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The Chemistry of Life. 24.1 A Strategy for Life 24.2 Carbohydrates 24.3 Amino Acids and Their Polymers 24.4 Lipids 24.5 Nucleic Acids 24.6 Metabolism. A Strategy for Life. Objectives Identify the two major cell types that occur in nature

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the chemistry of life

The Chemistry of Life

24.1 A Strategy for Life

24.2 Carbohydrates

24.3 Amino Acids and Their Polymers

24.4 Lipids

24.5 Nucleic Acids

24.6 Metabolism

Created by C. Ippolito July 2007

a strategy for life

A Strategy for Life

Objectives

Identify the two major cell types that occur in nature

Describe the chemical changes that occur during photosynthesis

Created by C. Ippolito July 2007

the structure of cells
The Structure of Cells
  • Prokaryotic Cells
    • primitive cells
      • only cell membrane
        • chromosome
        • cytoplasm
  • Karyotic Cells
    • organelles
      • nucleus
      • ER
      • mitochondria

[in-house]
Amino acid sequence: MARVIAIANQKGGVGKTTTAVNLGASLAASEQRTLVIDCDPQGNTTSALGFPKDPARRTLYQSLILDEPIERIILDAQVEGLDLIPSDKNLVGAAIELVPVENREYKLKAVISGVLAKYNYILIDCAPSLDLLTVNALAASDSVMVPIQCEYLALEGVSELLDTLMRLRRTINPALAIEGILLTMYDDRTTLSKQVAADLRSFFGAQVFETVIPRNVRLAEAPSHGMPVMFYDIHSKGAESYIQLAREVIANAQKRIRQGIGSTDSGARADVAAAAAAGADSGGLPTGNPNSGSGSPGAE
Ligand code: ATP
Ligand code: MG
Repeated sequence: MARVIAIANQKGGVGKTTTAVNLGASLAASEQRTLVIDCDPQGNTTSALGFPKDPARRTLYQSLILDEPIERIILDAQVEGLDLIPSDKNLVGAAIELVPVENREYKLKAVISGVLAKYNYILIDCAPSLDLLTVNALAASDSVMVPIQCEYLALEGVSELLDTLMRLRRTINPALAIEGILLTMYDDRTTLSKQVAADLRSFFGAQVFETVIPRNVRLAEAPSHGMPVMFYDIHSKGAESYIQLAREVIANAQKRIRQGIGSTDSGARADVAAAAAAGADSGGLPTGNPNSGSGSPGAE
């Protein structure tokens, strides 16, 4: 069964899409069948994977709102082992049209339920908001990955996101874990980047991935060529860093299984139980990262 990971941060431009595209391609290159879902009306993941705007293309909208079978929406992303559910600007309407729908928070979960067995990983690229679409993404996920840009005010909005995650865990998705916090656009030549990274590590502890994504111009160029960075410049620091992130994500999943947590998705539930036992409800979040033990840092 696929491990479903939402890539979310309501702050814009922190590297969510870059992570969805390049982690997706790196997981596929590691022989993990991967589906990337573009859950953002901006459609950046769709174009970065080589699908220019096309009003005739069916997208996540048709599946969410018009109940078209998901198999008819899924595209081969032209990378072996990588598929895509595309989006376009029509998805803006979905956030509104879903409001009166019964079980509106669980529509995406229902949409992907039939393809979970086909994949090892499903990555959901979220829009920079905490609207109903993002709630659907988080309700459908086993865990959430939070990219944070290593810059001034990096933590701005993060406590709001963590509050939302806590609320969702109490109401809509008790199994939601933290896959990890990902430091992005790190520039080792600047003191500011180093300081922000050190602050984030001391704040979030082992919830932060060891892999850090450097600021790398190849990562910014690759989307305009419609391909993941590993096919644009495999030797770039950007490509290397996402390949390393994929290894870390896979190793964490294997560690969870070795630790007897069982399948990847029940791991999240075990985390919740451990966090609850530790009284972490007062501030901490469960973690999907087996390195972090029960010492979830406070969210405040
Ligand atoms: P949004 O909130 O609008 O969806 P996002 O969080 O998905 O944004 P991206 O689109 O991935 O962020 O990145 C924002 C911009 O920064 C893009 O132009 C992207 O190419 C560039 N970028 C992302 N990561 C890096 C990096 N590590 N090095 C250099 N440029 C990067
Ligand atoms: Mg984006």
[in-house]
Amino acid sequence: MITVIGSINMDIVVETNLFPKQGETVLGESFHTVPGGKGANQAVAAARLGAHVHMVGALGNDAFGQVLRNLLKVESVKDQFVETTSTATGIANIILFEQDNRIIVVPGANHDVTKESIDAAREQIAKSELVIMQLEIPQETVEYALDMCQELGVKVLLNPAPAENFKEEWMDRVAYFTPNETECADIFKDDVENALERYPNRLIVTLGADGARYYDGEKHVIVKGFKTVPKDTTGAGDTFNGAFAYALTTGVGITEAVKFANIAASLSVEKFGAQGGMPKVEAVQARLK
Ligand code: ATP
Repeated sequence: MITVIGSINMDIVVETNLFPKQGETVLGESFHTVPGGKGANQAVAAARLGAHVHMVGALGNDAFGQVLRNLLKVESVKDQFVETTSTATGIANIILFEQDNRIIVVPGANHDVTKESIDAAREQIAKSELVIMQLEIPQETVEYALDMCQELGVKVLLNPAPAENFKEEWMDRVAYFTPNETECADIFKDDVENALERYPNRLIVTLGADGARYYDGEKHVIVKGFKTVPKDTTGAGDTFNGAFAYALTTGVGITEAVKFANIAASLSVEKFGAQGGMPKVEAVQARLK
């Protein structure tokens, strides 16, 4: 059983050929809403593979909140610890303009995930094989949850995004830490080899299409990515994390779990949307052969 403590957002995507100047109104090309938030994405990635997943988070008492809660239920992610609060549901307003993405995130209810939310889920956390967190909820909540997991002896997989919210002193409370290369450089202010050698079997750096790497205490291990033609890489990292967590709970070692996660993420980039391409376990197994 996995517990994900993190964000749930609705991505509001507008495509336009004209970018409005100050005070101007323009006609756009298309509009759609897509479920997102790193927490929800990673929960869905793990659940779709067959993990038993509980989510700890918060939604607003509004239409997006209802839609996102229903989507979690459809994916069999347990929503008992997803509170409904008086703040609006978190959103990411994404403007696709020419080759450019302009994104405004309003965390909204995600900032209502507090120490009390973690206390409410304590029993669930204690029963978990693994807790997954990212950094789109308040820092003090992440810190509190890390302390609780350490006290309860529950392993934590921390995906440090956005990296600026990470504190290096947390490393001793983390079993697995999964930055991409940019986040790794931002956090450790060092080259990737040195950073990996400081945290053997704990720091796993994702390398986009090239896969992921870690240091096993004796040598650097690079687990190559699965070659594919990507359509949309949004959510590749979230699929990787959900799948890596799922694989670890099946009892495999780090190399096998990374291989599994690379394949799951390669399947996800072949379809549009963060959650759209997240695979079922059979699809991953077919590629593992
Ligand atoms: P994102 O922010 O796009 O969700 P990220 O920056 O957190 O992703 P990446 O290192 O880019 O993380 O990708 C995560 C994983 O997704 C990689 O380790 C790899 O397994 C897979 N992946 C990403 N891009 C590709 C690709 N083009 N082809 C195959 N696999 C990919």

Created by C. Ippolito July 2007

energy and the carbon cycle
Energy and the Carbon Cycle
  • Photosynthesis
    • uses sunlight’s energy to reduce carbon dioxide to form compounds with C-H bonds, most commonly glucose(C6H12O6)
  • Respiration
    • releases energy from glucose to reform carbon dioxide and water

Created by C. Ippolito July 2007

photosynthesis respiration
Photosynthesis & Respiration

Created by C. Ippolito July 2007

carbohydrates

Carbohydrates

Objectives

Identify where glucose is found in nature

Describe how two simple sugars can be linked

Created by C. Ippolito July 2007

monosaccharides
Monosaccharides